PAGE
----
Amnesty International has called on the Gillard government to begin the processing of 387 asylum seekers on Nauru immediately after describing conditions at the island detention centre as tougher than those at any of the mainland facilities.
A delegation from the human rights body expressed shock at the conditions at the camp after being given access today, saying the conditions were responsible for a "terrible spiral" of self-harm, hunger strikes and suicide attempts.
"Processing has to start straightaway, or at least tell people when it's going to start and what the time frame is going to be," Amnesty's Graham Thom said at the entrance to the camp after meeting more than 100 of the detainees. "We've heard things like they are dying a death of 1000 cuts.
"All they think is that they have been brought here to be driven crazy, so they will volunteer to go home. That's what they are telling us - and without being able to tell them anything about the processing, how do you dispel those rumours?"
Dr Thom urged the government to have a "close, hard look" at what it was trying to achieve on Nauru, saying the most poignant moments during the visit were meeting people who had harmed themselves or been on hunger strikes.
One of those interviewed was distressed because his brother had been killed last week on the border of Afghanistan and Pakistan.
"In the front of their minds is the fact that they are not being processed and the uncertainty is clearly having an impact on their mental health," Dr Thom said. "We saw people who showed us scars where they have cut themselves. They highlighted a pole where somebody had tried to hang themselves."
Dr Thom and Amnesty refugee campaign co-ordinator Alex Pagliaro returned to the centre to interview more detainees and are planning to visit the hospital where two asylum seekers have been admitted after embarking on prolonged hunger strikes.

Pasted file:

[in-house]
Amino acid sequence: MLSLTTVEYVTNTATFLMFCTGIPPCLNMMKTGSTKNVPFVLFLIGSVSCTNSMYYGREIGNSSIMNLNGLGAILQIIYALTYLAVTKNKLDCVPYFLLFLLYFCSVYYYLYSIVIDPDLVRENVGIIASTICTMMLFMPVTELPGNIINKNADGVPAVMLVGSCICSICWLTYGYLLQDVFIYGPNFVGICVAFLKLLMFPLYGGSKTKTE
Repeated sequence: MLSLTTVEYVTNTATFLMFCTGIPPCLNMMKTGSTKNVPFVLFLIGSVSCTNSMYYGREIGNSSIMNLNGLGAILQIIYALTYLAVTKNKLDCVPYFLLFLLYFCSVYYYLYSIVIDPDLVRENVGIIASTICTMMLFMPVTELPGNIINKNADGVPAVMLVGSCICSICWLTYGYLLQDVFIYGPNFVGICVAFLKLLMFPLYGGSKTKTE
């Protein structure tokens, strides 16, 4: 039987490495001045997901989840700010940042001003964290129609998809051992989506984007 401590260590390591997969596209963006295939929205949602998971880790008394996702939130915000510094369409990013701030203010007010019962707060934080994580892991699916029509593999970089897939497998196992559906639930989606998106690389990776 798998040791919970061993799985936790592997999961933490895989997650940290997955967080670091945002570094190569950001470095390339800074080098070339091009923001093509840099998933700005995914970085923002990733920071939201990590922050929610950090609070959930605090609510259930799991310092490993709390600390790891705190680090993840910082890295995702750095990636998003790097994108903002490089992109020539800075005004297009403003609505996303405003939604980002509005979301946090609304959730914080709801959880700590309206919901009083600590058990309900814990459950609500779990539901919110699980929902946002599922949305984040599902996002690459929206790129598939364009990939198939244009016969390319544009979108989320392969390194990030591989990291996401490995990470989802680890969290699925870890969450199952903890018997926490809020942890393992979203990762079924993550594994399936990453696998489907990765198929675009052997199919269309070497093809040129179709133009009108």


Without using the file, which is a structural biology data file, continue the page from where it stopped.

Dr Thom described conditions in which up to 14 men were living in a single tent: "In summer, in the heat, it gets to over 40 degrees during the day in those tents and it was certainly very hot and humid when we were in there. When it's raining, as it is now, the tents are leaking and their bedding gets wet at night."
Several of those who met the delegation complained of skin conditions that were a consequence of the humidity and sleeping in wet bedding, a problem that was likely to worsen during the monsoon, Dr Thom said.
"We have very real concerns around their health and their mental health, and we're also very concerned that they were brought here, a lot of them they are claiming by force, to a situation where clearly the conditions were not set up initially and are still not set up to deal with the numbers that are here.
"It's very hard to see people detained in these surreal conditions . . . they are literally in the middle of the jungle, nearly 400 men crammed in tents. It's very hard not to be taken aback by what you see. Their resilience is clearly impressive, but it is quite distressing to see so many in such an extraordinary circumstance."
Dr Thom said the anguish of the asylum seekers was compounded by the question of why they were sent to Nauru.
"The people here don't know why, out of 7000 people who have arrived here post-August 13, they been chosen to come here? Is it a lottery? That is one of the things that's playing on their minds and adding to the distress and the serious concerns that they have."
Although excursions to swim or play volleyball are permitted, Dr Thom said they were inadequate and it was "completely unacceptable'' that many of the asylum seekers were detained 24 hours a day in the hot, humid and cramped conditions.
An Immigration Department official declined to comment on Dr Thom's remarks, saying there would be a response after Amnesty published its report on the visit.